[webkit-dev] Pixel tests and displaying text

Eric Seidel eric at webkit.org
Wed Dec 8 12:49:39 PST 2010

I think we should just switch the default for text vs. pixel tests.  Make
tests require a <script> layoutTestController.dumpPixels()</script> to dump

We could also white-list certain directories.[1]


1. If we did add white-listing, I'd like to move away from our
hacky-in-run-webkit-tests white-lists to an explict on-disk per-directory
config file or similar.  Understanding why "fast/loader" turns on the loader
callbacks when you're writing a test has driven more than one
would-be-webkit-hacker crazy. :)

On Wed, Dec 8, 2010 at 12:43 PM, Simon Fraser <simon.fraser at apple.com>wrote:

> On Dec 8, 2010, at 12:13 PM, Peter Kasting wrote:
> If you never write layout tests, you can stop reading.
> Right now few ports run pixel tests (a shame).  One reason is because we
> frequently need different reference images for each port, and creating
> hundreds or thousands of these is a hassle.  Maintenance burden also
> increases.
> We could greatly decrease the number of these baselines by following a
> simple rule: don't display text unless you need to.  For example, let's say
> I have a test that is supposed to display a green square.  If the test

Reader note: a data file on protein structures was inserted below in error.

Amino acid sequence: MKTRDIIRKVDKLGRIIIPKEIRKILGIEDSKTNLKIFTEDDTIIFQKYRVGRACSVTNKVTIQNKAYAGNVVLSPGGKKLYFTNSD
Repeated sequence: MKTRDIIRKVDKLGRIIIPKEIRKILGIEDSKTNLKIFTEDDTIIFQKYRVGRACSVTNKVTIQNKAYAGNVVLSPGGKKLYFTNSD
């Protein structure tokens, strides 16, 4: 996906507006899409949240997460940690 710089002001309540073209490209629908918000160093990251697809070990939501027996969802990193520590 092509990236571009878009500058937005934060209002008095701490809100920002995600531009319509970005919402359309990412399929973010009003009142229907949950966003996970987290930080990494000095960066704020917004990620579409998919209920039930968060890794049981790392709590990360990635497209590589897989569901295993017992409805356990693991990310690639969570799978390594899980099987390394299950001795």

> output is:
> A green square means this test passes.  If there is any red below, fail.
> [green square here]
> ...then for each platform that has different font rendering, whether that
> be subpixel AA differences, font size differences, or anything else, we'll
> need new baselines.  By contrast, if that explanation was in an HTML comment
> inside the test code, and the output was a simple green square, one baseline
> would serve for all ports.
> I think this doesn't really hinder tracking down test failures, for a
> couple of reasons:
> * Most tests are "green = pass, red = failure" by convention, so frequently
> a pixel result that differs from the baseline is easily classifiable at a
> quick glance.
> * When this isn't the case, one of the first steps in understanding the
> test output is to read the test, at which point the HTML comment will
> explain things.
> Obviously, some tests need to display text, but this seems to me to be a
> good rule of thumb.
> Am I missing anything?  If not, is anyone interested in helping to make
> this change on existing tests where possible, to trim the number of
> baselines in the tree and make it easier for new ports to bring up pixel
> tests?
> I totally agree, and have been avoiding test in pixel tests as much as
> possible recently.
> One useful strategy is to add explanatory notes to the test as HTML
> comments, so the purpose of the test is easily determined by someone looking
> at the source.
> Simon
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